It’s no secret the Los Angeles Dodgers have suffered tremendous blows to their starting rotation.
First it was the shoulder injury to left-hander Hyun-Jin Ryu, one that initially reported to keep him sidelined just a few weeks. Then came the season-ending elbow injury to Brandon McCarthy, which required Tommy John surgery that will keep him sidelined well into the 2016 season.
The Ryu situation took a turn for the worse this week, as it was announced he underwent season-ending surgery to repair a torn labrum in his left shoulder. Then to the surprise of just about everyone, Ryu revealed Friday he had the tear when he signed with the Dodgers in 2013.
Before Ryu spoke with the media at Dodger Stadium, Dodgers manager Don Mattingly held his usual pregame session during which he addressed losing a second starter for the remainder of the season. “We’ve been battling and hopeful all year he was going to keep improving,” Mattingly said.
“He was moving in the right direction and starting to throw bullpens, his velocity was getting where it needed to be. Then, all of a sudden, it just went backwards.” Mattingly went on to add a pitcher of Ryu’s caliber can’t truly be replaced.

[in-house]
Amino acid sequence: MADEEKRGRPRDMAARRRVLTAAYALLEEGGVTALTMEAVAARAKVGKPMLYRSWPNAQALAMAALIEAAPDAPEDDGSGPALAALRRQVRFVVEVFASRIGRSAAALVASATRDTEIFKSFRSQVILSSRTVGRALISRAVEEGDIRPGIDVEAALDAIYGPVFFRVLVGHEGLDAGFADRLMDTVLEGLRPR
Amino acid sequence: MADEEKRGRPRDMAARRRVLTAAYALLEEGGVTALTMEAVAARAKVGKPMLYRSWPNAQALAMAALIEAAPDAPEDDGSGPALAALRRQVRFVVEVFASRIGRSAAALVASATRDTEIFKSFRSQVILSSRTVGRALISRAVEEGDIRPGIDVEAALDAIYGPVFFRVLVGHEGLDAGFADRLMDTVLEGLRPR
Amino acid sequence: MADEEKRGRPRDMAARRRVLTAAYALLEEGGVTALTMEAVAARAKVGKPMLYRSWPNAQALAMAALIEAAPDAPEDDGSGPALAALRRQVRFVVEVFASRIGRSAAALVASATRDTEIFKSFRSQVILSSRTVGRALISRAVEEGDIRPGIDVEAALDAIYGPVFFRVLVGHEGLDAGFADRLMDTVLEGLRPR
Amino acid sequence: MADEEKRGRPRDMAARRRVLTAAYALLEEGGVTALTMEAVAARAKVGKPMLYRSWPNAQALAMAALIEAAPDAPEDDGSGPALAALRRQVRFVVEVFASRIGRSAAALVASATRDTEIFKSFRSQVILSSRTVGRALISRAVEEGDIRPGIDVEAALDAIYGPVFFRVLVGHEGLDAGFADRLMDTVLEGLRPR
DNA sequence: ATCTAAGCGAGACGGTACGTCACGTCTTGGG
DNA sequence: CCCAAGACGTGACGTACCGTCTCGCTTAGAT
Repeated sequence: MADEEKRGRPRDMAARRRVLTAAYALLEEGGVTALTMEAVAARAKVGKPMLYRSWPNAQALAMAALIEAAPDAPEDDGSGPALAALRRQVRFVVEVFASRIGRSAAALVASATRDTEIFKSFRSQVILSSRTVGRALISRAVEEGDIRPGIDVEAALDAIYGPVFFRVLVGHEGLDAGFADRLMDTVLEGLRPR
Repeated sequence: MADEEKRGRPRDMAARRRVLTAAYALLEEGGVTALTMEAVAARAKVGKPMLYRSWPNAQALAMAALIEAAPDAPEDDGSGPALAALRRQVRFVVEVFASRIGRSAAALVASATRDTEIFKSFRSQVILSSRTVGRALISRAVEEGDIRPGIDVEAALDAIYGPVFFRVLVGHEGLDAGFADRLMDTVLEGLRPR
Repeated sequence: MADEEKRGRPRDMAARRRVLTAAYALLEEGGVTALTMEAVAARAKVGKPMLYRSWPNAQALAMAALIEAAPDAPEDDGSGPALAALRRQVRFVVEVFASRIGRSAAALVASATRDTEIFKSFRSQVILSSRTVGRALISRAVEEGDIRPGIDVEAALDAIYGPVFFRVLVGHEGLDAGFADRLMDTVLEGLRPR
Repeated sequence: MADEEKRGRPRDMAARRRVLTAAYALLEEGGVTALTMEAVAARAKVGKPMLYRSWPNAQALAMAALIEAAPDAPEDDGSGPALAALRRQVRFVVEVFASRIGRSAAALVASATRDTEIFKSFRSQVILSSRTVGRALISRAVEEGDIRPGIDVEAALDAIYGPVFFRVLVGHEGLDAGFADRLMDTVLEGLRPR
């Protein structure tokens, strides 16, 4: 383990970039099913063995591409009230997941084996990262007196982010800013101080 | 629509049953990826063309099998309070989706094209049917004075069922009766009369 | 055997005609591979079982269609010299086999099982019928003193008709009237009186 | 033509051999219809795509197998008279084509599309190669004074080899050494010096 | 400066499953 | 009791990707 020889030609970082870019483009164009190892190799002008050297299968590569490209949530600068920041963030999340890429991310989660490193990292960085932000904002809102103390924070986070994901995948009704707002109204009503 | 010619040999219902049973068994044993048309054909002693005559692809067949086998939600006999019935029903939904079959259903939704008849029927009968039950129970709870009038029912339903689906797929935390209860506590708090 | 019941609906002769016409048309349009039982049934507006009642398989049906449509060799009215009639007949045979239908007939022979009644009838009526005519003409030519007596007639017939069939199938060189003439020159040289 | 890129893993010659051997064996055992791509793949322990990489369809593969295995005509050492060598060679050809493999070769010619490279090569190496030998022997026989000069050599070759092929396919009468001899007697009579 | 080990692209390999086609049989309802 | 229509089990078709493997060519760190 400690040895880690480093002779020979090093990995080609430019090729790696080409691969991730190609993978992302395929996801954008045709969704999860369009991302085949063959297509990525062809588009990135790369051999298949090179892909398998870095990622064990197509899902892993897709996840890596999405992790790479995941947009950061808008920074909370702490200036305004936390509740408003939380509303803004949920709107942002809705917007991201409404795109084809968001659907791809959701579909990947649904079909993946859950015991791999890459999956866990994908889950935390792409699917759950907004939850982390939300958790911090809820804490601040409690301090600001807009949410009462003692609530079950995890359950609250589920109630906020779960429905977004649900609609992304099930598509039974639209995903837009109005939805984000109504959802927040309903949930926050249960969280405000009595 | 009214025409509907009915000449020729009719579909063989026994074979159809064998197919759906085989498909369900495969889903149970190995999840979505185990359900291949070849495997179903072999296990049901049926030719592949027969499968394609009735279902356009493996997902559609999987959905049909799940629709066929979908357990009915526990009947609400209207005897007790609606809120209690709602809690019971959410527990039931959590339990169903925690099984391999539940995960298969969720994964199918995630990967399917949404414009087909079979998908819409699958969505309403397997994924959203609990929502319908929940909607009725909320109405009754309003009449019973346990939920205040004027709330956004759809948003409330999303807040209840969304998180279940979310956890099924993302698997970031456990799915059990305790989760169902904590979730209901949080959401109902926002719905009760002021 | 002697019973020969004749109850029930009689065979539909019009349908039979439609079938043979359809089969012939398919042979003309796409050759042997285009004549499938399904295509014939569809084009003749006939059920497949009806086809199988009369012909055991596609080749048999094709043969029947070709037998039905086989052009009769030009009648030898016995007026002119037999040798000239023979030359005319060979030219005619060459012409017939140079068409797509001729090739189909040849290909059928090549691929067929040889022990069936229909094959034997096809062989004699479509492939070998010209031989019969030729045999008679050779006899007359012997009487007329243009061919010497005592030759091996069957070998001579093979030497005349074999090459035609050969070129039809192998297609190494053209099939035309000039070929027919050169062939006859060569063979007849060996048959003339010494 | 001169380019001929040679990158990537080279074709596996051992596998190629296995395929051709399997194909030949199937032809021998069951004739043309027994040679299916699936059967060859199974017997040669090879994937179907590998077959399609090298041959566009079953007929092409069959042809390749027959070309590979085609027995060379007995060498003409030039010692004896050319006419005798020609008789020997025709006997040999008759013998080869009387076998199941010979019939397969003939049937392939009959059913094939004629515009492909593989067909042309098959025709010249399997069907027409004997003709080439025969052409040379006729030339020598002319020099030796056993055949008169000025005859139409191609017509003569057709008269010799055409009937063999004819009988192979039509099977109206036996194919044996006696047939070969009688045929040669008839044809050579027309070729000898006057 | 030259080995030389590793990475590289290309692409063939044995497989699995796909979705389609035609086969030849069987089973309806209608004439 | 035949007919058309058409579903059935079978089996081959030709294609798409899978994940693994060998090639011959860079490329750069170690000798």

A.J. Ellis, who was the starting catcher during Ryu’s first two seasons in the Majors, recently praised Ryu, via J.P. Hoornstra of the LA Daily News:
Hyun-Jin’s been so consistent in his personality since the day he’s been here,” Ellis said. “Very stoic. Very professional guy who goes about his business. You never really know if anything’s bothering him or not because he’s focused, staying in the moment.”
Ellis added losing two starters is significant and specifically identified Ryu’s playoff-proven reliability as a major void left:
Losing him on top of losing Brandon earlier in the year, it’s a major blow to our club,” catcher A.J. Ellis said. “Two guys that are really, really professional pitchers. (Ryu) won big playoff games for us, pitched in big playoff games, so he’s going to be sorely missed.”
Due to the injuries to Ryu and McCarthy, the Dodgers have been obligated to make ends meet in the past few weeks, trying different ways to patch together the backend of their rotation. They’ve now settled on Mike Bolsinger and Carlos Frias, who both have turned in one strong start after another.
Nonetheless, the expectation largely holds the Dodgers will pursue starting pitching help in the coming months.
Mike Bolsinger On Pitching For The Dodgers